Buddhism often seems to be portrayed as a peaceful tradition of sweetness and light. The first thing to remember is that Buddhists - even the greatest teachers among them - are humans like the rest of us with all the positives and negatives that humanity embodies. As well, there is little widespread understanding of the many "denominations" within the Buddhist stream. Even Tibetan Buddhism - which is most often recognised through the Dalai Lama - has many groupings.
Kadampa Meditation Centre, near Monbulk, in the Dandenong Ranges, Victoria
My feelings? I hope the description of how I felt informed (as I was and continue to be) by my Christian sensibilities will not give offence. I was stunned at the level of negativity to the Dalai Lama expressed to me. I can only describe it as 'burning' or 'incandescent'.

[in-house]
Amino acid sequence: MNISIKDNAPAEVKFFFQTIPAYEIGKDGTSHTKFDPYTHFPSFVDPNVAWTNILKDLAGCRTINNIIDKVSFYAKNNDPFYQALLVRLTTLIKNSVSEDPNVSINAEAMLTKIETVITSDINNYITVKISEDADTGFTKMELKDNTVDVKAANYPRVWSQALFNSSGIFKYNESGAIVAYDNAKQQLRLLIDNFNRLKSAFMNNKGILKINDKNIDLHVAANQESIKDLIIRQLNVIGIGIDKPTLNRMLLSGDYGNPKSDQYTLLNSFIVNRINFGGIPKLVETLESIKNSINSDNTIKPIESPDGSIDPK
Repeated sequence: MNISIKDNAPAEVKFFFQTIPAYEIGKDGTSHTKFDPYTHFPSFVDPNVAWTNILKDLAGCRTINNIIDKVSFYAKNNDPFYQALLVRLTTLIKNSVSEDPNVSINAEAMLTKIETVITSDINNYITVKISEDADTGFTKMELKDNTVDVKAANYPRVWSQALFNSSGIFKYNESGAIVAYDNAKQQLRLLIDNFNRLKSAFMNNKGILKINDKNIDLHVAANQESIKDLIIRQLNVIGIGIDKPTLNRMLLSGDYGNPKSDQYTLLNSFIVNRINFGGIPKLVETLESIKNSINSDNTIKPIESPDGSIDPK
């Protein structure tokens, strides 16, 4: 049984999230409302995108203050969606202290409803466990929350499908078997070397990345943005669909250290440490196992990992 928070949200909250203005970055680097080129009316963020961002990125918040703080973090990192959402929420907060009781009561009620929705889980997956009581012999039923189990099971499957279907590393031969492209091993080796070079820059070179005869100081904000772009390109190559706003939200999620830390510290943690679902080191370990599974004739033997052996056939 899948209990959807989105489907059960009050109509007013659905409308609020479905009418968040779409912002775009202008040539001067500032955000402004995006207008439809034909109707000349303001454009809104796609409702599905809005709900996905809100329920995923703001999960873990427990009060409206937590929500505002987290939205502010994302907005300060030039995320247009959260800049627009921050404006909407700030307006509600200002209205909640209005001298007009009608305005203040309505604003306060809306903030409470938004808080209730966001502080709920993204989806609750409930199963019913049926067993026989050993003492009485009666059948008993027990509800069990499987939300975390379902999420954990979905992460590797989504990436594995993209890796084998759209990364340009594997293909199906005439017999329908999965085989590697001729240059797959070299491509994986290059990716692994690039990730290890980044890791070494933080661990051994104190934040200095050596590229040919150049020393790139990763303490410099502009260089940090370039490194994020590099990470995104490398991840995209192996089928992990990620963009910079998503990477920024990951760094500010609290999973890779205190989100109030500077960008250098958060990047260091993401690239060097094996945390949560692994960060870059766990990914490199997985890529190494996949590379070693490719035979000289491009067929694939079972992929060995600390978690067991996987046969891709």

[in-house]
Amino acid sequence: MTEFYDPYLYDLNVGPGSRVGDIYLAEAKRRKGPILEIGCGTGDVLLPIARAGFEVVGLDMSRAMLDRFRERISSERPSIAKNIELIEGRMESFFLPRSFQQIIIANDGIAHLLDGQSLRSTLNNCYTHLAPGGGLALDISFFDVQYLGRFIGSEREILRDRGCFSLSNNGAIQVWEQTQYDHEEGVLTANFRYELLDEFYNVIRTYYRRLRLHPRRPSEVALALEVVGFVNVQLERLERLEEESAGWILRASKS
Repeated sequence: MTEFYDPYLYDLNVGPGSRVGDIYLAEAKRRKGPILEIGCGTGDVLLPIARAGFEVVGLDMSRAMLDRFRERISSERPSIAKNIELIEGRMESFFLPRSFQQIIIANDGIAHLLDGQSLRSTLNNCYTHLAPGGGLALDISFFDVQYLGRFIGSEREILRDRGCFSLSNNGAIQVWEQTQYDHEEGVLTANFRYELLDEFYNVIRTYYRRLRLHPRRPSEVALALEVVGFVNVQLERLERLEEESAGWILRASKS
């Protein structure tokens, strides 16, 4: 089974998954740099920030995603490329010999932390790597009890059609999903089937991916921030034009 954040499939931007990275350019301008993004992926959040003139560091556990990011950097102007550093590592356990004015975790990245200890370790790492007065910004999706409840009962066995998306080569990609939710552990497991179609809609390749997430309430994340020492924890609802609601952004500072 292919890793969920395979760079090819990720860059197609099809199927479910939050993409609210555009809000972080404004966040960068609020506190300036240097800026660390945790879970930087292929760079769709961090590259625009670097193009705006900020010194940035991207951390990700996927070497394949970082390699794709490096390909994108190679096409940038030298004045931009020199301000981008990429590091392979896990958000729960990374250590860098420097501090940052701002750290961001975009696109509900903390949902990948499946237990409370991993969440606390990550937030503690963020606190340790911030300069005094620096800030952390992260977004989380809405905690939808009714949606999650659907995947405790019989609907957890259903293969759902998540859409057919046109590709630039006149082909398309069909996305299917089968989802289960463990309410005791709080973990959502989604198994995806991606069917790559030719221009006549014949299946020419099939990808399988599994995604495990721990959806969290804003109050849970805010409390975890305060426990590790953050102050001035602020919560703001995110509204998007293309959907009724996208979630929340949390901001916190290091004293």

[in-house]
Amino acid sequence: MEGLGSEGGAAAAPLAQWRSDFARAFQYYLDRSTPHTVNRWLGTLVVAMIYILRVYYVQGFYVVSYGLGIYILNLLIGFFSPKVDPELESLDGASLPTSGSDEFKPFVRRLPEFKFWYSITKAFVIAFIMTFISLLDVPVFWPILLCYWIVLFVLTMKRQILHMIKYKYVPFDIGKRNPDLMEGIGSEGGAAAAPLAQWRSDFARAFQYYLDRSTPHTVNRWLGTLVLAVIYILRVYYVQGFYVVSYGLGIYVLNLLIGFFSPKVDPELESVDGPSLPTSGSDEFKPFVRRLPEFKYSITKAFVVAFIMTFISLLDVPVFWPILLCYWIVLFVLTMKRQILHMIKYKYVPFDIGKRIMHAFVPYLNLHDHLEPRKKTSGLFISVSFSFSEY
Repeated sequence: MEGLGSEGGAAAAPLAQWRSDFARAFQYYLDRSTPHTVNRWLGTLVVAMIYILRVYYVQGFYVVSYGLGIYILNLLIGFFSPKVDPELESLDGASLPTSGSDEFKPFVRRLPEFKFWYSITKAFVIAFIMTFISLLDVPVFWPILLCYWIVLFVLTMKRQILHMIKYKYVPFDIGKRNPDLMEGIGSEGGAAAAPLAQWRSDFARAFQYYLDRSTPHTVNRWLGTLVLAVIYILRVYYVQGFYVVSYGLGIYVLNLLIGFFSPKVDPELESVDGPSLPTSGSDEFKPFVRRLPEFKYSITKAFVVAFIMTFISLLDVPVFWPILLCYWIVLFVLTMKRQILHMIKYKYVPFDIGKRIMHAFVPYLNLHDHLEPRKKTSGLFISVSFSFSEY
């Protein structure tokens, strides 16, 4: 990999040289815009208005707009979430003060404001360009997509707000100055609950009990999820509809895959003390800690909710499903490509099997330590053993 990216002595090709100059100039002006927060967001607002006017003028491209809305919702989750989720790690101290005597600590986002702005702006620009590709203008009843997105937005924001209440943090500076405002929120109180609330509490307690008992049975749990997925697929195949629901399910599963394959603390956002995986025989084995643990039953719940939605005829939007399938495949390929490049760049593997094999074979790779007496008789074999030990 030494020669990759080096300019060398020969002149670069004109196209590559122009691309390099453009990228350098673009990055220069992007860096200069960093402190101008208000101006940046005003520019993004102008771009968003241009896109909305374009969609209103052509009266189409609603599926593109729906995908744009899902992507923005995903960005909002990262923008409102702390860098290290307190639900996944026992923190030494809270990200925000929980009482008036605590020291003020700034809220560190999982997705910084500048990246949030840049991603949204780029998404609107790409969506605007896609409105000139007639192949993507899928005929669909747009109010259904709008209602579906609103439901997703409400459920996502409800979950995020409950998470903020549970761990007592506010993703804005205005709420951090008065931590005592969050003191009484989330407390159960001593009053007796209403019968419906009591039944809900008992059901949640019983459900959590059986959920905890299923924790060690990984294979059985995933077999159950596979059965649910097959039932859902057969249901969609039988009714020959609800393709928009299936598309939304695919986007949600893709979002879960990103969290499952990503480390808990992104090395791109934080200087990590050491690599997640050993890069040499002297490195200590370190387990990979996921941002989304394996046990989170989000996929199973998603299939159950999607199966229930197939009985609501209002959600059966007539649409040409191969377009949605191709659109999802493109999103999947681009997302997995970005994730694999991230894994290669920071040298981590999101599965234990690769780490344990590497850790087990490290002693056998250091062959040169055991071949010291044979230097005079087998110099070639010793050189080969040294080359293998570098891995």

The people I met at the Centre were fortyish and younger white Australians. Christians, in the main, believe (and there may be exceptions in some parts of the world) that we have cast off animistic beliefs. There is also a sort of "Christian animism". To see wooden representations of the Dharma Protector on an altar and having plates of food presented to them was, to me, stunning. If this had been within the context of an indigenous culture, I think my reaction would have been different. To see this in the context of modern Australia and modern white Australians was a shock and something I could not get my head around.
Huffington Post has published a review of a book referencing this dispute, The Dalai Lama and the King Demon by Raimondo Bultrini. Some comments by the Dalai Lama can be found here.